I do feel like the group could need a bit more rules in regards to sharing blog posts, asking for website feedback and sharing collaboration opportunities. I know a lot of bloggers love these things, but I find that there are already so many Facebook groups out there that do these things that Matt’s Facebook group would stand out more if it really just focused on questions and advice around the business of blogging.
The tech support
Chris Richardson, the WordPress tech master behind RTWLabs, is also Matt’s tech guy. And he offers free tech support for members of this course.
I actually already worked with Chris before I took the course, so I don’t really know how it works when you’re part of the course but I think it’s definitely a bonus that you have someone like him to help you out when something refuses to work.
You can join The Business of Blogging for a one-time payment of $267 or three payments of $99. Given the quality and amount of content, the access to Matt and the tech support you get, I think this is a fair price.
The Business of Blogging vs Travel Blog Success: which one to choose?
A different approach
BoB is really told from Matt’s perspective and experience, while TBS approaches the course material in a less personal way. A consequence of that is that TBS caters to anyone who wants to start a travel blog – be it as a hobby, to get “free” travel opportunities or to grow a business – while Matt really focuses on growing your blog as a business and even discourages people from accepting lots of “free” travel (I use ” ” as you’ll always have to work for it) or doing a lot of sponsored work as that makes you financially dependent on that kind of work.
As I’m someone who works with tourism boards a lot to showcase destinations, you might think that would make me advise you not to take Matt’s course, but that’s not the case. I grew into doing what I do now because it’s what I love to do, what I’m good at and what I genuinely believe helps me bring more value to you. But I also follow Matt’s reasoning and think that if you’re starting from scratch, it’s important to take into consideration his take on things and maybe even follow a different path from mine.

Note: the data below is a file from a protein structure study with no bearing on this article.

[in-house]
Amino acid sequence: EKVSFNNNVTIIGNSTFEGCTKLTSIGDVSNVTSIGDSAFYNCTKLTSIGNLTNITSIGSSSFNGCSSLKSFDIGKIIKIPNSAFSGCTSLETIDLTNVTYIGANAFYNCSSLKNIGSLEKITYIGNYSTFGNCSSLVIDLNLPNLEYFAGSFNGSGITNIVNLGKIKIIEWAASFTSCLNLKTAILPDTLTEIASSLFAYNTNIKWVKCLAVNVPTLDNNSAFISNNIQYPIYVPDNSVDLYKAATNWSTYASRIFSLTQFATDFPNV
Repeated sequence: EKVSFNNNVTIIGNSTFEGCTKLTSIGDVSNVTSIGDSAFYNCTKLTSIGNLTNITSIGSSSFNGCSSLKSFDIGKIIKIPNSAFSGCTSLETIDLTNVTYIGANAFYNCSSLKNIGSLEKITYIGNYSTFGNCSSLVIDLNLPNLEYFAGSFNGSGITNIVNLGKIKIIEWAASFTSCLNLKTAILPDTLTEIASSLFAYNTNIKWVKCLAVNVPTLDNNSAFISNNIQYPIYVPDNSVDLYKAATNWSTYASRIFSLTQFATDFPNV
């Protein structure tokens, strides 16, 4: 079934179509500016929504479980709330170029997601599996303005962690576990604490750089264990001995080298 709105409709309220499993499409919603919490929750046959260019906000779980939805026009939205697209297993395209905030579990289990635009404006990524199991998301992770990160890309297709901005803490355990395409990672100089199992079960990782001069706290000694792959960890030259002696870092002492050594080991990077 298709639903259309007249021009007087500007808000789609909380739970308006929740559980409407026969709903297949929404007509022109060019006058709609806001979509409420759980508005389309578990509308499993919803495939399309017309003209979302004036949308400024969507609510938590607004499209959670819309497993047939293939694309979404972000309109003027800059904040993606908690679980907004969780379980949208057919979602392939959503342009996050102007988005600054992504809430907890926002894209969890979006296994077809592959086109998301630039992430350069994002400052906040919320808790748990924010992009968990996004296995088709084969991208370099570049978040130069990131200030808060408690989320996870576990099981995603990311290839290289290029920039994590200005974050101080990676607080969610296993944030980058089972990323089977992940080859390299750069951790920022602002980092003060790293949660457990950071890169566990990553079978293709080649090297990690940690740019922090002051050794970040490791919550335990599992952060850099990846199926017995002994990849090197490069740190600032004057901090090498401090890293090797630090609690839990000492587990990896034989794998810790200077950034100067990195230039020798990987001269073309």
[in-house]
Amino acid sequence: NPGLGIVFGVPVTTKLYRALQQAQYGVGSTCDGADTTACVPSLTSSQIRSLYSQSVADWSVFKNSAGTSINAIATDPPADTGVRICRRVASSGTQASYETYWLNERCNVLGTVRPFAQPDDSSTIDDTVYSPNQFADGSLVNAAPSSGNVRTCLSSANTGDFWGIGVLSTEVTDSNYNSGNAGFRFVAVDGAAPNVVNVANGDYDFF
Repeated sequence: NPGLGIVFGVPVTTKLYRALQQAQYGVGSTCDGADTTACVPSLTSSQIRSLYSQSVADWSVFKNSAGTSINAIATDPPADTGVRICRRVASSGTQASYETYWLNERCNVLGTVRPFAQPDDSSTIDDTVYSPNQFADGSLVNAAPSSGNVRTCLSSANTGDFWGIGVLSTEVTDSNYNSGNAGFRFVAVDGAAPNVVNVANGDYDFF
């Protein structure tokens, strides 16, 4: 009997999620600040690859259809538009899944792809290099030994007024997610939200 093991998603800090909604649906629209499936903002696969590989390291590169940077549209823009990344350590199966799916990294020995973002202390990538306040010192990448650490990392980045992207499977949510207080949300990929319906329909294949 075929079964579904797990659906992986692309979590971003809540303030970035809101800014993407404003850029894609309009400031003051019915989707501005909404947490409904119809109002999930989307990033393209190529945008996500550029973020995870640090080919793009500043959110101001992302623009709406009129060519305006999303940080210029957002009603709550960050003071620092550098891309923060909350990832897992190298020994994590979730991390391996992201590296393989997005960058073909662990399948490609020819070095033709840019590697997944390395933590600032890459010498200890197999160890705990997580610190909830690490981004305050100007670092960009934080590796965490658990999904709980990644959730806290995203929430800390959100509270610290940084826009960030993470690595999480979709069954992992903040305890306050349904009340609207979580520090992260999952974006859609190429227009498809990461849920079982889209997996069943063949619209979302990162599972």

Another consequence of the different approaches is that you’ll find examples listed in both courses, but only BoB has personal anecdotes from Matt.
What they offer
I’m not going to list all of the different lessons as you can easily find those on The Business of Blogging sales page and the Travel blog success sales page. What I wanted to focus on is who offers what and the general way in which they present things.
So who should you choose
If I’m completely honest, I’m happy I’m a member of both as they both have a different approach, but I would not sign up for both at once if I were only a beginning blogger. Not just for financial reasons but also because both courses offer you the fundamentals you need to start your blog.
For what concerns getting started with your blog, I feel like TBS offers more detailed, step-by-step information on how to set things up, the different options you can choose from while creating your blog as well as how to get started writing and running your social media channels.
For what concerns the “how to make money” part of both courses, there’s a massive difference in that TBS focuses on going after partnerships with brands and destinations in all kinds of ways (selling to business clients), while Matt focuses on creating your own products and generating affiliate sales (selling to your audience).
TBS does also mention creating e-books, for example, but I feel that because TBS lists and covers “all” blog monetization techniques (of which most involve working with business clients), it is less detailed when it comes to the business side of things than BoB.
I’m hesitant to make this recommendation as I think both courses have something different to offer, but I would say:
- If you still need to start your blog and want a course that teaches you how to set everything up step-by-step while also showing you a multitude of directions you can lead your blog in, in terms of the kind of content you’ll create, whether you’ll run your blog as a hobby, a side-gig or a full-time job and in terms of monetization strategies, I’d suggest signing up for Travel Blog Success.
- If you’re starting your blog with the clear goal of turning it into a full-time business independent of brand collaborations, I suggest signing up for The Business of Blogging.
If you’ve found this review and comparison useful and you’d like to sign up for one of these courses, I’d appreciate it if you would use one of my links: